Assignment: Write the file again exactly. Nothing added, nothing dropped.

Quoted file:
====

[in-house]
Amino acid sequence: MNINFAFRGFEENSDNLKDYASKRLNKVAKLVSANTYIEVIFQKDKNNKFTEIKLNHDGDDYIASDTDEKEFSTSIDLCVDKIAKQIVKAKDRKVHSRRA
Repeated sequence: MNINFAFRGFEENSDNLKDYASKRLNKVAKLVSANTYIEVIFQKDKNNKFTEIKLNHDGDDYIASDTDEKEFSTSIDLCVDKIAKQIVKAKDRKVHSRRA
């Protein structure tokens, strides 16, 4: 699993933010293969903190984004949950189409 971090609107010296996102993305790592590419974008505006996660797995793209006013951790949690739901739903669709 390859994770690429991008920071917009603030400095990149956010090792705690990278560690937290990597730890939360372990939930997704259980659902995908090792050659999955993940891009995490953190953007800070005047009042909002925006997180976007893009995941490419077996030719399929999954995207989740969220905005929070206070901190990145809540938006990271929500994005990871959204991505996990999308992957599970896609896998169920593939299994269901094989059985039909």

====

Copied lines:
[in-house]
Amino acid sequence: MNINFAFRGFEENSDNLKDYASKRLNKVAKLVSANTYIEVIFQKDKNNKFTEIKLNHDGDDYIASDTDEKEFSTSIDLCVDKIAKQIVKAKDRKVHSRRA
Repeated sequence: MNINFAFRGFEENSDNLKDYASKRLNKVAKLVSANTYIEVIFQKDKNNKFTEIKLNHDGDDYIASDTDEKEFSTSIDLCVDKIAKQIVKAKDRKVHSRRA
């Protein structure tokens, strides 16, 4: 699993933010293969903190984004949950189409 971090609107010296996102993305790592590419974008505006996660797995793209006013951790949690739901739903669709 390859994770690429991008920071917009603030400095990149956010090792705690990278560690937290990597730890939360372990939930997704259980659902995908090792050659999955993940891009995490953190953007800070005047009042909002925006997180976007893009995941490419077996030719399929999954995207989740969220905005929070206070901190990145809540938006990271929500994005990871959204991505996990999308992957599970896609896998169920593939299994269901094989059985039909």